POKO extension mulled by Council, Redevelopment members

Ken Olson of POKO Partners pleads his case to a combined meeting of the Norwalk Redevelopment Agency and the Common Council Planning Committee.

NORWALK, Conn. – Questions about the financing of a long-delayed Norwalk Center development, concerns about the city’s own financial obligations in the project and cautions about the consequences of saying “no” marked an unusual government meeting Thursday.

A joint meeting of the Common Council Planning Committee and the Norwalk Redevelopment Agency, held in the Norwalk Public Library, was called to bring everyone involved up to date as they consider whether to grant an extension to Ken Olson of POKO Partners, who now claims to have the financial pieces in place to begin construction of Phase I of Wall Street Place. It featured some moments of heightened drama as Planning Committee Chairman Doug Hempstead (R-At Large) instantly shut down the husband of a jilted investor in a related project, Andy Kydes, when he tried to comment after the public speaking portion of the meeting was over.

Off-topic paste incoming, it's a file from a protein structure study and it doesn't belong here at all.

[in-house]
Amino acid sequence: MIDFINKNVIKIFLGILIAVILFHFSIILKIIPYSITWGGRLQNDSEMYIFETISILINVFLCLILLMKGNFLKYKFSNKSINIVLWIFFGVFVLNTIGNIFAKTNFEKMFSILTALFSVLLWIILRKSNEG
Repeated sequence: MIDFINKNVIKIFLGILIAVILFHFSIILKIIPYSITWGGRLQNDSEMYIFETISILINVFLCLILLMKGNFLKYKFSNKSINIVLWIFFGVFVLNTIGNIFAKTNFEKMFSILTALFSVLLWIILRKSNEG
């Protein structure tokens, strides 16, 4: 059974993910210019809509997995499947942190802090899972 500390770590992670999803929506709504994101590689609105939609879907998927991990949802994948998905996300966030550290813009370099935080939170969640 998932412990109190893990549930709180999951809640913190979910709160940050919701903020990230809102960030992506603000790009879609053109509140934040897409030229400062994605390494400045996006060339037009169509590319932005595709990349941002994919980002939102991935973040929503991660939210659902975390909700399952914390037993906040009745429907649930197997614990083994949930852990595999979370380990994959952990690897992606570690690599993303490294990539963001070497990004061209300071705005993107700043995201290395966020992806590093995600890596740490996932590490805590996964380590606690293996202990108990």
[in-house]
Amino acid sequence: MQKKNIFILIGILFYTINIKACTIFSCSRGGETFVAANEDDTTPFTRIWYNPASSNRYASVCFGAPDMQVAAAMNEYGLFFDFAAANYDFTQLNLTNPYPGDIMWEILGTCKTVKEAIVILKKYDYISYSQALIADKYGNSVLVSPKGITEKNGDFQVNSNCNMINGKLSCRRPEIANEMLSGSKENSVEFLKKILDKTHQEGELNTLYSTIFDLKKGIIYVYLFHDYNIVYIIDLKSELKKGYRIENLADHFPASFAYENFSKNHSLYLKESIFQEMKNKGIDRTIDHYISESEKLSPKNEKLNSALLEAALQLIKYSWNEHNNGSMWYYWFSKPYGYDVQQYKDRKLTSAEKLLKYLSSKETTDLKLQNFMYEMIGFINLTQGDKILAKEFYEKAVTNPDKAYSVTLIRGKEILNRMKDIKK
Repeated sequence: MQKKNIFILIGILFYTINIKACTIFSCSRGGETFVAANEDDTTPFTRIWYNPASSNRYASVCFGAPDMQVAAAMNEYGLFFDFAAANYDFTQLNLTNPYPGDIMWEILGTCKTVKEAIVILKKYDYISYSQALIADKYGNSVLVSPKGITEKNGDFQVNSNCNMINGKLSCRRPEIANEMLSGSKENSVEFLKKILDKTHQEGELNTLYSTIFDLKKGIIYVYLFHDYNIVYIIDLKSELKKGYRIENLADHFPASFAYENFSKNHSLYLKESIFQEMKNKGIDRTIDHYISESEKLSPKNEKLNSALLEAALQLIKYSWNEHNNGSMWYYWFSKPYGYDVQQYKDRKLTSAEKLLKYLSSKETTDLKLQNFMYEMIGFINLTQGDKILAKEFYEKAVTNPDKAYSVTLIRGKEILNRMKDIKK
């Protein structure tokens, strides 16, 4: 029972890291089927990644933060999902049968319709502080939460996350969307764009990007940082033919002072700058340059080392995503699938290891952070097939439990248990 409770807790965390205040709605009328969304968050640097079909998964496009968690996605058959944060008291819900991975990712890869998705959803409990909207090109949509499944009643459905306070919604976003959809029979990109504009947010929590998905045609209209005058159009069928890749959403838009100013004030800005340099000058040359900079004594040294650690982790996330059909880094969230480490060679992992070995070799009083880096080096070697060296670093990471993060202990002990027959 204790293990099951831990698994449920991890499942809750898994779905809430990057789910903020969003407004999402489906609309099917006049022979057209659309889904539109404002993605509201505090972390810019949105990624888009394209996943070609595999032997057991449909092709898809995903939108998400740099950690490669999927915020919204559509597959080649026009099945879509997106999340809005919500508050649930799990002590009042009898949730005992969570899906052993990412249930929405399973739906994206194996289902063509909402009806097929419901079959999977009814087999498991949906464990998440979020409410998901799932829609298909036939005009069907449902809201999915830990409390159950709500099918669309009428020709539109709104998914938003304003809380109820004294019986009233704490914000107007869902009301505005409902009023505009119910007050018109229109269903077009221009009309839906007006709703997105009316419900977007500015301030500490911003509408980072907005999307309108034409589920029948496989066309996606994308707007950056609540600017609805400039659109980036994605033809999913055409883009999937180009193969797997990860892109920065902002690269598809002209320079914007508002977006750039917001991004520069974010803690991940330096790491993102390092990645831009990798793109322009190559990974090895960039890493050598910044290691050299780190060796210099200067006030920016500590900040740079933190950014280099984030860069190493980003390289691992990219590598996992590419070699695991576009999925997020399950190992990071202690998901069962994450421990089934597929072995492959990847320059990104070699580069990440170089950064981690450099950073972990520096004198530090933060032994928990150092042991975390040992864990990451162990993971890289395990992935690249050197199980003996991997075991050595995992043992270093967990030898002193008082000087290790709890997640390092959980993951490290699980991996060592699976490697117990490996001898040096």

“Wait a minute, I am a citizen of Norwalk,” Kydes said.

“No you are not,” Hempstead shouted.

There on time for the public speaking portion was Norwalk Center Task Force member Michael McGuire, who called for transparency from POKO as it seeks to begin a project approved in 2007.

“As a city we have committed $4.4 million in infrastructure improvements in addition to essentially giving the land to POKO,” he said, referring to promised improvements in the area of Isaac and Wall Streets, and the transfer of two city-owned parking lots to POKO for $2. “As a state we have chipped in $5 million,” he said, referring to tax credits. “Aren’t we as taxpayers essentially partners in this deal? If so, let’s find out what our partner is doing,” he said.